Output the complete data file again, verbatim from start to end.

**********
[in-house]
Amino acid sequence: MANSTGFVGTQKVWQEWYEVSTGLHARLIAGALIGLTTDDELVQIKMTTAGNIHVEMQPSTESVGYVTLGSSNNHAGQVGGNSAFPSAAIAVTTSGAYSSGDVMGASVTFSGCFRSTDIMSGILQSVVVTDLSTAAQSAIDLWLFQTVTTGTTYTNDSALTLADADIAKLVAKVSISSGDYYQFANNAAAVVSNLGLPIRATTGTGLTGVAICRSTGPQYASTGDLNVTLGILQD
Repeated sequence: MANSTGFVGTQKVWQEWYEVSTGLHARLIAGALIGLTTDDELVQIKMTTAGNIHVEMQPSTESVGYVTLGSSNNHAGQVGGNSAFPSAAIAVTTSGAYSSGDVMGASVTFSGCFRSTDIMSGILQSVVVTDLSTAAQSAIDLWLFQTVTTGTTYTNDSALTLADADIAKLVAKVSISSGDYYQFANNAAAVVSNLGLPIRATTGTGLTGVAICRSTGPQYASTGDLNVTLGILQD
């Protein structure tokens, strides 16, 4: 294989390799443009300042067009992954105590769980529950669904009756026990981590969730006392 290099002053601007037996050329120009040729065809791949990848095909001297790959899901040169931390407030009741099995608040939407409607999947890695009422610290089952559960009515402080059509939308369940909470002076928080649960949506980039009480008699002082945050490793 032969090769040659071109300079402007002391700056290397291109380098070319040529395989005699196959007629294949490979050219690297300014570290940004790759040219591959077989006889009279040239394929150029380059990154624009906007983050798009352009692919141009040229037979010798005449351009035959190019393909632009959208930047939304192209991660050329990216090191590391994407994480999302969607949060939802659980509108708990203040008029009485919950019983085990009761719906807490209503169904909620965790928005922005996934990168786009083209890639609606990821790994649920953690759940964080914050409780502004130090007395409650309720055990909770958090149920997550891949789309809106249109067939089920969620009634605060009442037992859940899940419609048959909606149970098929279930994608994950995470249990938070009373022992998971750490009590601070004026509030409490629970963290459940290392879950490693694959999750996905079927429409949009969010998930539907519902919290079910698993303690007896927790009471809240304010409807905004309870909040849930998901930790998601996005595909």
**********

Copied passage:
[in-house]
Amino acid sequence: MANSTGFVGTQKVWQEWYEVSTGLHARLIAGALIGLTTDDELVQIKMTTAGNIHVEMQPSTESVGYVTLGSSNNHAGQVGGNSAFPSAAIAVTTSGAYSSGDVMGASVTFSGCFRSTDIMSGILQSVVVTDLSTAAQSAIDLWLFQTVTTGTTYTNDSALTLADADIAKLVAKVSISSGDYYQFANNAAAVVSNLGLPIRATTGTGLTGVAICRSTGPQYASTGDLNVTLGILQD
Repeated sequence: MANSTGFVGTQKVWQEWYEVSTGLHARLIAGALIGLTTDDELVQIKMTTAGNIHVEMQPSTESVGYVTLGSSNNHAGQVGGNSAFPSAAIAVTTSGAYSSGDVMGASVTFSGCFRSTDIMSGILQSVVVTDLSTAAQSAIDLWLFQTVTTGTTYTNDSALTLADADIAKLVAKVSISSGDYYQFANNAAAVVSNLGLPIRATTGTGLTGVAICRSTGPQYASTGDLNVTLGILQD
């Protein structure tokens, strides 16, 4: 294989390799443009300042067009992954105590769980529950669904009756026990981590969730006392 290099002053601007037996050329120009040729065809791949990848095909001297790959899901040169931390407030009741099995608040939407409607999947890695009422610290089952559960009515402080059509939308369940909470002076928080649960949506980039009480008699002082945050490793 032969090769040659071109300079402007002391700056290397291109380098070319040529395989005699196959007629294949490979050219690297300014570290940004790759040219591959077989006889009279040239394929150029380059990154624009906007983050798009352009692919141009040229037979010798005449351009035959190019393909632009959208930047939304192209991660050329990216090191590391994407994480999302969607949060939802659980509108708990203040008029009485919950019983085990009761719906807490209503169904909620965790928005922005996934990168786009083209890639609606990821790994649920953690759940964080914050409780502004130090007395409650309720055990909770958090149920997550891949789309809106249109067939089920969620009634605060009442037992859940899940419609048959909606149970098929279930994608994950995470249990938070009373022992998971750490009590601070004026509030409490629970963290459940290392879950490693694959999750996905079927429409949009969010998930539907519902919290079910698993303690007896927790009471809240304010409807905004309870909040849930998901930790998601996005595909």